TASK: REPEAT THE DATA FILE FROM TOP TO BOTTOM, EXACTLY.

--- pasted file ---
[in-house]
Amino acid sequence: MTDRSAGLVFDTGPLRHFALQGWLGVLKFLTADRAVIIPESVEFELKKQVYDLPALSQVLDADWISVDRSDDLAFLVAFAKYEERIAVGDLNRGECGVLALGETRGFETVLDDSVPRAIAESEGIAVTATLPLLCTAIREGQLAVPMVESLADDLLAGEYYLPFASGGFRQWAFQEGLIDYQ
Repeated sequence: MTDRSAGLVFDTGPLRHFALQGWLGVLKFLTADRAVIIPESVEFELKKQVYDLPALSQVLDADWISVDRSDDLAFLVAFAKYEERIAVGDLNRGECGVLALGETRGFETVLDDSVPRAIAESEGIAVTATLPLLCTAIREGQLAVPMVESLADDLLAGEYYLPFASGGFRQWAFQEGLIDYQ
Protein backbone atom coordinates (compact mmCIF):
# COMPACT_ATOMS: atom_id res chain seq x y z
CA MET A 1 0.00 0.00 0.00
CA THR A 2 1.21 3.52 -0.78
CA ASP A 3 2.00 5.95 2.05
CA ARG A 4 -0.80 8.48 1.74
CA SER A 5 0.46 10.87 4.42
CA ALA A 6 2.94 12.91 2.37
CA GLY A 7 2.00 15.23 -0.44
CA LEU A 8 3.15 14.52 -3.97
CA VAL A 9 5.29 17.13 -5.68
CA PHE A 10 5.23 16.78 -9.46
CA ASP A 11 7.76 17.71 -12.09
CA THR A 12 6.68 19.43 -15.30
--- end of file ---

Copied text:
[in-house]
Amino acid sequence: MTDRSAGLVFDTGPLRHFALQGWLGVLKFLTADRAVIIPESVEFELKKQVYDLPALSQVLDADWISVDRSDDLAFLVAFAKYEERIAVGDLNRGECGVLALGETRGFETVLDDSVPRAIAESEGIAVTATLPLLCTAIREGQLAVPMVESLADDLLAGEYYLPFASGGFRQWAFQEGLIDYQ
Repeated sequence: MTDRSAGLVFDTGPLRHFALQGWLGVLKFLTADRAVIIPESVEFELKKQVYDLPALSQVLDADWISVDRSDDLAFLVAFAKYEERIAVGDLNRGECGVLALGETRGFETVLDDSVPRAIAESEGIAVTATLPLLCTAIREGQLAVPMVESLADDLLAGEYYLPFASGGFRQWAFQEGLIDYQ
Protein backbone atom coordinates (compact mmCIF):
# COMPACT_ATOMS: atom_id res chain seq x y z
CA MET A 1 0.00 0.00 0.00
CA THR A 2 1.21 3.52 -0.78
CA ASP A 3 2.00 5.95 2.05
CA ARG A 4 -0.80 8.48 1.74
CA SER A 5 0.46 10.87 4.42
CA ALA A 6 2.94 12.91 2.37
CA GLY A 7 2.00 15.23 -0.44
CA LEU A 8 3.15 14.52 -3.97
CA VAL A 9 5.29 17.13 -5.68
CA PHE A 10 5.23 16.78 -9.46
CA ASP A 11 7.76 17.71 -12.09
CA THR A 12 6.68 19.43 -15.30